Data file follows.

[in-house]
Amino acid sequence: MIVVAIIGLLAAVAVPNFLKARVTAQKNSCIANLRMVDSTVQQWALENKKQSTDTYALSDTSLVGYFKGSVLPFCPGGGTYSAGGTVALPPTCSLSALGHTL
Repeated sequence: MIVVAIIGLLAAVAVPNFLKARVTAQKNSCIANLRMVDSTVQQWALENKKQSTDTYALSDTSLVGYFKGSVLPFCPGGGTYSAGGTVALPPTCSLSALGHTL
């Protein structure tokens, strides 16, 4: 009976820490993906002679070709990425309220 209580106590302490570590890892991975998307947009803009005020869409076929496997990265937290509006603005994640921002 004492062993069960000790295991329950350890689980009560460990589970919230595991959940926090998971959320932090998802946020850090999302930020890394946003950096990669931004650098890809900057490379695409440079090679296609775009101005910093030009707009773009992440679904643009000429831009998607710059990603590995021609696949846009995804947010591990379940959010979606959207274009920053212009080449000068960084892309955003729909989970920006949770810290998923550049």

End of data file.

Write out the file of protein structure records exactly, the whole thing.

[in-house]
Amino acid sequence: MIVVAIIGLLAAVAVPNFLKARVTAQKNSCIANLRMVDSTVQQWALENKKQSTDTYALSDTSLVGYFKGSVLPFCPGGGTYSAGGTVALPPTCSLSALGHTL
Repeated sequence: MIVVAIIGLLAAVAVPNFLKARVTAQKNSCIANLRMVDSTVQQWALENKKQSTDTYALSDTSLVGYFKGSVLPFCPGGGTYSAGGTVALPPTCSLSALGHTL
């Protein structure tokens, strides 16, 4: 009976820490993906002679070709990425309220 209580106590302490570590890892991975998307947009803009005020869409076929496997990265937290509006603005994640921002 004492062993069960000790295991329950350890689980009560460990589970919230595991959940926090998971959320932090998802946020850090999302930020890394946003950096990669931004650098890809900057490379695409440079090679296609775009101005910093030009707009773009992440679904643009000429831009998607710059990603590995021609696949846009995804947010591990379940959010979606959207274009920053212009080449000068960084892309955003729909989970920006949770810290998923550049």